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Opinion: TDs should be prohibited from being landlords

As a general principle, politicians should not engage in any activity where they would do better from the State doing worse, writes Conor Crummey.

Conor Crummey

LAST MONTH, THE people of Ireland were treated to the disturbing spectacle of police officers supporting a non-State group in forcibly removing members of the Take Back the City protest group from a building that they had occupied as a protest against the ongoing homelessness crisis.

As Una Mullally wrote in the Irish Times, this visual seemed to provide a stark image of the State conspiring against the people. But there is another way in which the State demonstrates complicity in the rental crisis, or at least raises doubts about the sincerity of its efforts to ease it.

This is the practice of members of the Dáil acting as landlords.

The 2017 Dáil Declaration of Interests Report revealed that one in four representatives in the Dáil act as landlords, including four out of 15 Cabinet ministers. This situation is deeply unjust as a matter of political morality.

When Donald Trump was elected President of the United States, much of the ensuing commentary focussed on whether he would divest his vast cache of business holdings. This concern reflects a widely held belief about political morality: that holders of public office should make political decisions based on principles of justice and judgments about what is in the best interests of the country, and not on what would be of greatest personal benefit to them.

In fact, they shouldn’t even be in a position to be able to make decisions based on personal financial benefit.

Yet this is precisely the position that one in four TDs are currently in.

Fr Peter McVerry, a long-time homelessness campaigner, has rightly pointed to the danger of ‘groupthink’ among a political class whose financial interests are directly opposed to resolving the current crisis.

TDs are less likely to enact a rent freeze, for instance, if they stand to lose financially. But the problem is not simply one of over-representation of landlords. If this was the case, the issue could be resolved through somehow increasing tenant representation in the Dáil.

The problem, however, is deeper than this. If the State exists, as many think it does, to benefit its members, then it is intrinsically wrong for any politician to participate in an activity in which they do better from the State doing worse.

This point is not special to landlords.

It applies to any instance in which a holder of public office profits from the commodification of a social need.

Politicians should not run a private medical practice, practice as lawyers in private firms, or take ownership in private schools while they hold office. Aside from the fact that these enterprises take time away from carrying out the duties they were elected to fulfil, they may also compromise the ability of politicians to act justly in creating public policy.

Every TD that benefits from the private commodification of housing profits directly from unjust arrangements that force families to live in tents on the streets of Dublin, that force thousands to emigrate, and that ensure that the majority of a generation of people will never be able to afford to own their own homes.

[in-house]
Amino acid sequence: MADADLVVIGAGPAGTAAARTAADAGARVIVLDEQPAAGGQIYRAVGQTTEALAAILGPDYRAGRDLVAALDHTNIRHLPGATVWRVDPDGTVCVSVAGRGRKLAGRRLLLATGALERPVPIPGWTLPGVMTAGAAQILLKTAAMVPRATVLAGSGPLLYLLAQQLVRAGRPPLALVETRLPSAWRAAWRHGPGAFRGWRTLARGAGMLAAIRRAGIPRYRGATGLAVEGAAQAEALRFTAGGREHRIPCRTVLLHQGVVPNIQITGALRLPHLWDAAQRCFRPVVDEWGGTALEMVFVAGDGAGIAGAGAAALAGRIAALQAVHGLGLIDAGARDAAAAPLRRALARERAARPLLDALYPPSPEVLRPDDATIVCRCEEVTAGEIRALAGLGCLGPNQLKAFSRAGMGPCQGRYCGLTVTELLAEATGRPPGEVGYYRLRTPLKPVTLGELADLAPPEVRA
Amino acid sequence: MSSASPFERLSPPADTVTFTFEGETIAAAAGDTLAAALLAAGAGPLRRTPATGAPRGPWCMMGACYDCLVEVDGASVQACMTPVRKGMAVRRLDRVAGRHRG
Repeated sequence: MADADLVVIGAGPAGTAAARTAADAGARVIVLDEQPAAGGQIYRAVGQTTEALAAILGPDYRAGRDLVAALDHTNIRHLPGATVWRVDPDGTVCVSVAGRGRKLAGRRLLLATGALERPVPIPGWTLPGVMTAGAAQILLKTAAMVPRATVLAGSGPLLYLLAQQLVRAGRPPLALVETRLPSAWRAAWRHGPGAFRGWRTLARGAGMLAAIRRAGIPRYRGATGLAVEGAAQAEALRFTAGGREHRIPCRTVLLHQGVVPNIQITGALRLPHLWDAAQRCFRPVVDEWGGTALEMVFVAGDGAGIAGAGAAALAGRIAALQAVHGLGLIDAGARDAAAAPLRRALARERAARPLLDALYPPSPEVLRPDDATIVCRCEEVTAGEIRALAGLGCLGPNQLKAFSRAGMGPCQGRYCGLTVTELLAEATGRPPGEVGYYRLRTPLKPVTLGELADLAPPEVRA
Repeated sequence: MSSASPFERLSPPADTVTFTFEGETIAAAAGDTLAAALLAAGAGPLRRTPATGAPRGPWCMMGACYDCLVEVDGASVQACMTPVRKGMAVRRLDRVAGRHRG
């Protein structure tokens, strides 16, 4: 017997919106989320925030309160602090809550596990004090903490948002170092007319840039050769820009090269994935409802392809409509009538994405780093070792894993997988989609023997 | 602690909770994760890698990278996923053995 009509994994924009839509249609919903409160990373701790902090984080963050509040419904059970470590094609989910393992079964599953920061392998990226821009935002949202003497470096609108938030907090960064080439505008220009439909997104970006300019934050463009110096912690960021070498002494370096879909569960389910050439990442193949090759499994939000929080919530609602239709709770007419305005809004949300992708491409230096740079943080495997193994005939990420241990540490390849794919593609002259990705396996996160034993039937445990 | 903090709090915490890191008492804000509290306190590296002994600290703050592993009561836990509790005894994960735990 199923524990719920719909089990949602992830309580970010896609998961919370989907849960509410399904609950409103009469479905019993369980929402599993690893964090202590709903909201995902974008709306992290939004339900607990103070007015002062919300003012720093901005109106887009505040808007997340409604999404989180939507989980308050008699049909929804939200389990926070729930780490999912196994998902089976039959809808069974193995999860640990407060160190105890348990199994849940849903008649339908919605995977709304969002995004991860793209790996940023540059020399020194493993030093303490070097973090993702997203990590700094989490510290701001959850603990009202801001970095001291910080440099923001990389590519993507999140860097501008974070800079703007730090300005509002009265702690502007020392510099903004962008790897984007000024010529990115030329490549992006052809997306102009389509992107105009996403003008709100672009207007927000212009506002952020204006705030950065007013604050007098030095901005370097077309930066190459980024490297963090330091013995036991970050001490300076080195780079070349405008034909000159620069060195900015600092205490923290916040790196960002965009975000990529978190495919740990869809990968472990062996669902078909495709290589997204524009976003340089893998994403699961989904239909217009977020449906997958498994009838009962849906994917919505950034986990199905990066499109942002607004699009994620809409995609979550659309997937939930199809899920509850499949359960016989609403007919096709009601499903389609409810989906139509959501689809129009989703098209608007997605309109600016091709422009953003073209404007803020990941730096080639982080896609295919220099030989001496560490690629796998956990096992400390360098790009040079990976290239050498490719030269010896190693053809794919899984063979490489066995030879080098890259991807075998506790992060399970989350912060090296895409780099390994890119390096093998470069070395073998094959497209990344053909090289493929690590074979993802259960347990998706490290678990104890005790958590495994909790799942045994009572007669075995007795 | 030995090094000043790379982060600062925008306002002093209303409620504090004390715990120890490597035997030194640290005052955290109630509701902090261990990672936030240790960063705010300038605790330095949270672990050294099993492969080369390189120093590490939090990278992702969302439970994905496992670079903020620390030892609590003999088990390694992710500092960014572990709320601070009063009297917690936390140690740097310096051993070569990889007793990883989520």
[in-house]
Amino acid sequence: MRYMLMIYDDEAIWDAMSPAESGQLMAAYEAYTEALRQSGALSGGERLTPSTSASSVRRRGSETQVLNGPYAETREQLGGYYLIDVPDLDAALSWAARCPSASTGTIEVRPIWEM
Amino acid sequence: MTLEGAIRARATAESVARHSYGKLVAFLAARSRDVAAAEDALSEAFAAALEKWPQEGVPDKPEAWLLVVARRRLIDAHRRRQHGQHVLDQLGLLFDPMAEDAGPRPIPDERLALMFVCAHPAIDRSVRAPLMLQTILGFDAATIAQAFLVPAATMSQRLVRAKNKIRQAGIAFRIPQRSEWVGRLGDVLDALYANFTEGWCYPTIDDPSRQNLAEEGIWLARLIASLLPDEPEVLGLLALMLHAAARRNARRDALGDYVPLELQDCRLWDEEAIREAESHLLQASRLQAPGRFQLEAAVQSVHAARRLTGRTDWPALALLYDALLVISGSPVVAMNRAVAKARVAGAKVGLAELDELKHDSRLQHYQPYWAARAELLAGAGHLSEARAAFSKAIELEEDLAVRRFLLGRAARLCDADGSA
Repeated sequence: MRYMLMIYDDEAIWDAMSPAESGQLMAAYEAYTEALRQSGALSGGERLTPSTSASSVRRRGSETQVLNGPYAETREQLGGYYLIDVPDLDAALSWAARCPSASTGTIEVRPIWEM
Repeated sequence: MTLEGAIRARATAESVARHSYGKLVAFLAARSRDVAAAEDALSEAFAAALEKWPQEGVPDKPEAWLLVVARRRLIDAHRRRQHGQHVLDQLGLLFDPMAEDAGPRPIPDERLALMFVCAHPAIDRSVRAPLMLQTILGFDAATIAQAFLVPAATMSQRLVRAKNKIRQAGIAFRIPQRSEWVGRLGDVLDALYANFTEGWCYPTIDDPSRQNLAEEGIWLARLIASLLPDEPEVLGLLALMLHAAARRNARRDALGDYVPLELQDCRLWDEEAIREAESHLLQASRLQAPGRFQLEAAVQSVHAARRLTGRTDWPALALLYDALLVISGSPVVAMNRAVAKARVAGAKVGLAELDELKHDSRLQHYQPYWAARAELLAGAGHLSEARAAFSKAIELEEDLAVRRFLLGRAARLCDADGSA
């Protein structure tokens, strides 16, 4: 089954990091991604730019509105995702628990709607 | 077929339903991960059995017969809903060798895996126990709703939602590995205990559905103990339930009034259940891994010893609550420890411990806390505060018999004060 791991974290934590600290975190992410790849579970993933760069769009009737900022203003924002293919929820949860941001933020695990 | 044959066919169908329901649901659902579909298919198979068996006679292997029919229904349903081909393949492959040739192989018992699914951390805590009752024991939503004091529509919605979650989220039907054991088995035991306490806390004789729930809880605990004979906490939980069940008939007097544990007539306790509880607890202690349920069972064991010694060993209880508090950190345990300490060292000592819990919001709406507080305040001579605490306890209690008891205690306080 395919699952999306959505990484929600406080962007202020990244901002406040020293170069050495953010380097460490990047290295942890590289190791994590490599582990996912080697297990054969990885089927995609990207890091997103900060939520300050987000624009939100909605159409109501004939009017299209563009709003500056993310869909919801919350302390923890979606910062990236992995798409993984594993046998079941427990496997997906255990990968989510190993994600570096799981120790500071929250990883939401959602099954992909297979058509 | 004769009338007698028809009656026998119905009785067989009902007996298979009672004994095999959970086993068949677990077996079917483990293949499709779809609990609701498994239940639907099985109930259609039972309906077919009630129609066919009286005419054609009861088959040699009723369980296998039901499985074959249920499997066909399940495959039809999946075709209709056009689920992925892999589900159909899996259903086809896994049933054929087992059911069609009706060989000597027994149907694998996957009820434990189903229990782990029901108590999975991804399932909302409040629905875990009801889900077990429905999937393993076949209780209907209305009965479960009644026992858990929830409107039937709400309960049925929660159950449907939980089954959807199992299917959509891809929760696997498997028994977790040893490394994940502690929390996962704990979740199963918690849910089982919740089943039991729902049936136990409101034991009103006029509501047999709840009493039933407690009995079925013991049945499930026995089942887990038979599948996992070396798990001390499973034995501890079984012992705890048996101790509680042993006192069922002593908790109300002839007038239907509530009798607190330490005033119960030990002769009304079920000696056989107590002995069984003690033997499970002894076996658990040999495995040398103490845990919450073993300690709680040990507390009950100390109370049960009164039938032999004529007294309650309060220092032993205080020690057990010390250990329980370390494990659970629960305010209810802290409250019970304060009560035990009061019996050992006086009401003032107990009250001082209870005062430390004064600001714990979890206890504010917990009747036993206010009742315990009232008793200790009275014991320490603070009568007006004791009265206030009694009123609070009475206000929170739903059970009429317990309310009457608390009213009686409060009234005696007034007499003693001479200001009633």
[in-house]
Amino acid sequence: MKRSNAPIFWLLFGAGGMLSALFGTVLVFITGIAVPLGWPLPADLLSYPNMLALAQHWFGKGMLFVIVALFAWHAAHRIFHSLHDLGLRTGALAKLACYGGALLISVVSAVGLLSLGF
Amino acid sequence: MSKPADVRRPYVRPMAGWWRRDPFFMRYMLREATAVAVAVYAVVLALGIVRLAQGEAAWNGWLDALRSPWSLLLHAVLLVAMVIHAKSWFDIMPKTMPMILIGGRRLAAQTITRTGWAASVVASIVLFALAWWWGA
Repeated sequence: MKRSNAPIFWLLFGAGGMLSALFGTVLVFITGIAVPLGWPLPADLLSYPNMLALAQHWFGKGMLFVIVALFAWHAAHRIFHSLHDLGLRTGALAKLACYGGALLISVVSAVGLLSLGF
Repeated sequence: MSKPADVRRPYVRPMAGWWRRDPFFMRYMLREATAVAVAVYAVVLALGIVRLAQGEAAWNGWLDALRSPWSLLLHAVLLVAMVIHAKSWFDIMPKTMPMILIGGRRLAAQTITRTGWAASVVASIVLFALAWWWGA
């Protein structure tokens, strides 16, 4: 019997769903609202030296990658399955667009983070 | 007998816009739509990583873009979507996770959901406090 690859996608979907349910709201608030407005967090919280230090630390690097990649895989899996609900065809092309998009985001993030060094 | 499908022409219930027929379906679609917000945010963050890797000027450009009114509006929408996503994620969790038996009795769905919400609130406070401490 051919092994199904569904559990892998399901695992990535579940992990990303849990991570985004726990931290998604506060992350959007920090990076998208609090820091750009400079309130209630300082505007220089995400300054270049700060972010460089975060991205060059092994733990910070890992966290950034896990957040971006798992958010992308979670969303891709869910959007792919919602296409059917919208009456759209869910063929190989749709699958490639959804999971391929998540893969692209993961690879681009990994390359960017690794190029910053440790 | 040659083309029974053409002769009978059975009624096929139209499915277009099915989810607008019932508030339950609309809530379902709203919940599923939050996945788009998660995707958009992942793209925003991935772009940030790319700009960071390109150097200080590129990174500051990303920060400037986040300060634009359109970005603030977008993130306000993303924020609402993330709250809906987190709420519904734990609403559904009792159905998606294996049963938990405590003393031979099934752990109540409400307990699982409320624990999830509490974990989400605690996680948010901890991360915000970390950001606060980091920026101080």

The deepening homelessness crisis, and the spiralling rental prices that underpin it, are national scandals, and 25% of officials elected to the highest legislative body in the country personally benefit from them every day that they go unaddressed.

Some may argue that the liberty to engage in any business venture is an important part of personal freedom. The simple retort is that such a sacrifice is morally required of those entering (handsomely paid) public office.

Various roles in life come with special moral obligations. When one becomes a parent, the freedom to pursue one’s social life may be curtailed by moral obligations of child caring.

Similarly, when rulers acquire public office, they acquire special responsibilities. One of these responsibilities is not to profit from activities that are unjust towards the people who elected them.

As a general principle, politicians should not engage in any activity where they would do better from the State doing worse. This includes profiting from industries that compete with State services (like healthcare and education), and profiting from activities that cause a deficit in justice in the State.

Landlordism in a system where rental prices are high enough to exacerbate a homelessness crisis falls within both categories. Refraining from this sort of activity should be the cost of entry to political office. This will not by itself fix the catastrophic injustices that we face, but it will at least allow us to believe with more confidence that our politicians want to fix them.

You can find out if your TD also acts as a landlord here.

Conor Crummey is a PhD candidate in University College London, where he is researching in legal and philosophy and constitutional theory.

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Conor Crummey

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